Pad controllers are a lot of fun to play and use for making music. They’re great for live performance, or for composing drums at home and not disturbing the neighbors or taking up space. I have one just like the one pictured above (MPD24) that I used to make many performance videos on YouTube.
If you’re on Windows or Mac, a lot of people just use Ableton Live for pad controllers. But what if you’re using Linux? What kind of options do you have for fingerdrumming? I thought I’d put together a list of a few programs I know work well with Pad Controllers.
- Creating your own soundfonts with Swami.
Swami is great for pad controllers because you can create very complex sample sets then save them to .sf2 files. Then you just open them up with qsynth/fluidsynth and you have an awesome standalone sample player that is fully customizable with your particular pad controller.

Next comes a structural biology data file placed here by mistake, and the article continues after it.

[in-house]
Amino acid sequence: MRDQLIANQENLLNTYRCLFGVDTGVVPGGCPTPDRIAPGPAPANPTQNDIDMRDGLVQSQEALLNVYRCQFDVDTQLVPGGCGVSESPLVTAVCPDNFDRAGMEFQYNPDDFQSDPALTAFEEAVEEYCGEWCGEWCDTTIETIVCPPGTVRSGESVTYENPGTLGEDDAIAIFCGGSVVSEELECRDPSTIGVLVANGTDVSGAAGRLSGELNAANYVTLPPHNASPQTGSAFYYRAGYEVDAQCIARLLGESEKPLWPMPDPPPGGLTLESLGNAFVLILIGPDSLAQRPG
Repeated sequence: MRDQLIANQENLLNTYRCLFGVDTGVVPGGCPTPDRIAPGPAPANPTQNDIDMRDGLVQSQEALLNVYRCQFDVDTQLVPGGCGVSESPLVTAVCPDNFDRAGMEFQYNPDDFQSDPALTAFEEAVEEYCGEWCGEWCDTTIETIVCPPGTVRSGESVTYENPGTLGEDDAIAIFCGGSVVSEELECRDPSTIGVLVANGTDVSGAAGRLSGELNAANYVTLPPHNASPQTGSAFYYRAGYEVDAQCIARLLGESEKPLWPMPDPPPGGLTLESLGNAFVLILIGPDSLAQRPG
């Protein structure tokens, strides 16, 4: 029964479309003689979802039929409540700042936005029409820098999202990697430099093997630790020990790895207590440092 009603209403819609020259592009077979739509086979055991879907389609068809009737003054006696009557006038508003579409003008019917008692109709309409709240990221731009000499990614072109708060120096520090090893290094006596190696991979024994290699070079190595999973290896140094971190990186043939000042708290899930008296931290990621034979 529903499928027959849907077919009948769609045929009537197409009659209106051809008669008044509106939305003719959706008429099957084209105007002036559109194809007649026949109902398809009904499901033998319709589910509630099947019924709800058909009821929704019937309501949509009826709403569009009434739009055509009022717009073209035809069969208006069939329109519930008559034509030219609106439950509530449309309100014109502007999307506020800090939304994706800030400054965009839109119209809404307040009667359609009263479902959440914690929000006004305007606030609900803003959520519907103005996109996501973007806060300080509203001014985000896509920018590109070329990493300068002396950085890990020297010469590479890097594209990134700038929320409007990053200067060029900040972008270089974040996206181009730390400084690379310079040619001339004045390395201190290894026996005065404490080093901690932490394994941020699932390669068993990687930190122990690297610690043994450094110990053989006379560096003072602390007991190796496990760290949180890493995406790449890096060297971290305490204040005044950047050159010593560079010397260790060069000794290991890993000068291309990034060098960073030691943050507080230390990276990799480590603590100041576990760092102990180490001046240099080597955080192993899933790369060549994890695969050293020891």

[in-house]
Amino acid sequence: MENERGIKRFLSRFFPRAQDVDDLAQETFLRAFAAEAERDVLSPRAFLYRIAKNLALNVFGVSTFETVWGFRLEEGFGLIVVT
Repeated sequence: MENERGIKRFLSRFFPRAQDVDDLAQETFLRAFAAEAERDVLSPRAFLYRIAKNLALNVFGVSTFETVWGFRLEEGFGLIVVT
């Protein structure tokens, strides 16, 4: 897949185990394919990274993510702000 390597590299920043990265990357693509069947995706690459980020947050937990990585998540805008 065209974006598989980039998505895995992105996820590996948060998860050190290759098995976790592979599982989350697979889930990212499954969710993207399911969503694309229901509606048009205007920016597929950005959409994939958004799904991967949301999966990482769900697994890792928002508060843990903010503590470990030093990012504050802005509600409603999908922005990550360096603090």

Linuxsampler is a very powerful software sample player that can load many sampler formats like sfz, GigaStudo, and sf2. It’s a bit of a pain to setup and use though.
If you’re wanting to just play drums on your controller, AVLDrumKits is an LV2 plugin that has some good drumsounds. You can program your controller to a comfortable layout to play the kit.
Drumgizmo is another great drum sampler for Linux. There’s some very high quality drum kits available for it, and you can create your own using it’s special editor called DGEdit.
Drumkv1 is probably my favorite option for pad controllers on Linux right now. All you need to do is drag and drop any sample into whatever slot you want to have on your controller. This makes it easy for mapping, as well as easily apply fx, filters, and LFOs to any sample. No external editor needed! Then you can save your kits and use them any time!